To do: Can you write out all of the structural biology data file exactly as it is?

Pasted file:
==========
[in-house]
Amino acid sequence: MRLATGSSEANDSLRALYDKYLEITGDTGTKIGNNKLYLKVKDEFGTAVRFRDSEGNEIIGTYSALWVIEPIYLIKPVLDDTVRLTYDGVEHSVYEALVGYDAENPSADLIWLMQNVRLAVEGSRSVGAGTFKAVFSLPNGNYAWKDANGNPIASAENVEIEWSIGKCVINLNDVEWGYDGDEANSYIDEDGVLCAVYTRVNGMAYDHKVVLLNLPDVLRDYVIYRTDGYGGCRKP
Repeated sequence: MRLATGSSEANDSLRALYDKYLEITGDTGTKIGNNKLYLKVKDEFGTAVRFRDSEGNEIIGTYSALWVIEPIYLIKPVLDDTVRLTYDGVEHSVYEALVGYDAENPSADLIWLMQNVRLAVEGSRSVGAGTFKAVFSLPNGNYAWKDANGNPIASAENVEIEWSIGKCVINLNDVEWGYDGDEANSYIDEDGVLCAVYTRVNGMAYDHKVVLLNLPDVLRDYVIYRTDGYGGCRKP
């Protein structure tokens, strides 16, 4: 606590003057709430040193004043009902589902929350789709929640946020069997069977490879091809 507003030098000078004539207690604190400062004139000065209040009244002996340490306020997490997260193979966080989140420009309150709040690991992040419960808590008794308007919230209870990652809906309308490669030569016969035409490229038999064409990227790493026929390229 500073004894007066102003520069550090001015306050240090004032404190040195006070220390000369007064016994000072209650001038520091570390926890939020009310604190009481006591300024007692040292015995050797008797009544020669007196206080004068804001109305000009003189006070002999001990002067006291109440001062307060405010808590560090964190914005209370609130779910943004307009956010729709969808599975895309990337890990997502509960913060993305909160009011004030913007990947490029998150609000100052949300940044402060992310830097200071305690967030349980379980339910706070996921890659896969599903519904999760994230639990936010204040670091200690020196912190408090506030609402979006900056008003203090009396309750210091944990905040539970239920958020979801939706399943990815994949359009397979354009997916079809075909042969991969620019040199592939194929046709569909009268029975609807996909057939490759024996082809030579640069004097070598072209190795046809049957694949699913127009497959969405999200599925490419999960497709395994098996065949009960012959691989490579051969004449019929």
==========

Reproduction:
[in-house]
Amino acid sequence: MRLATGSSEANDSLRALYDKYLEITGDTGTKIGNNKLYLKVKDEFGTAVRFRDSEGNEIIGTYSALWVIEPIYLIKPVLDDTVRLTYDGVEHSVYEALVGYDAENPSADLIWLMQNVRLAVEGSRSVGAGTFKAVFSLPNGNYAWKDANGNPIASAENVEIEWSIGKCVINLNDVEWGYDGDEANSYIDEDGVLCAVYTRVNGMAYDHKVVLLNLPDVLRDYVIYRTDGYGGCRKP
Repeated sequence: MRLATGSSEANDSLRALYDKYLEITGDTGTKIGNNKLYLKVKDEFGTAVRFRDSEGNEIIGTYSALWVIEPIYLIKPVLDDTVRLTYDGVEHSVYEALVGYDAENPSADLIWLMQNVRLAVEGSRSVGAGTFKAVFSLPNGNYAWKDANGNPIASAENVEIEWSIGKCVINLNDVEWGYDGDEANSYIDEDGVLCAVYTRVNGMAYDHKVVLLNLPDVLRDYVIYRTDGYGGCRKP
């Protein structure tokens, strides 16, 4: 606590003057709430040193004043009902589902929350789709929640946020069997069977490879091809 507003030098000078004539207690604190400062004139000065209040009244002996340490306020997490997260193979966080989140420009309150709040690991992040419960808590008794308007919230209870990652809906309308490669030569016969035409490229038999064409990227790493026929390229 500073004894007066102003520069550090001015306050240090004032404190040195006070220390000369007064016994000072209650001038520091570390926890939020009310604190009481006591300024007692040292015995050797008797009544020669007196206080004068804001109305000009003189006070002999001990002067006291109440001062307060405010808590560090964190914005209370609130779910943004307009956010729709969808599975895309990337890990997502509960913060993305909160009011004030913007990947490029998150609000100052949300940044402060992310830097200071305690967030349980379980339910706070996921890659896969599903519904999760994230639990936010204040670091200690020196912190408090506030609402979006900056008003203090009396309750210091944990905040539970239920958020979801939706399943990815994949359009397979354009997916079809075909042969991969620019040199592939194929046709569909009268029975609807996909057939490759024996082809030579640069004097070598072209190795046809049957694949699913127009497959969405999200599925490419999960497709395994098996065949009960012959691989490579051969004449019929």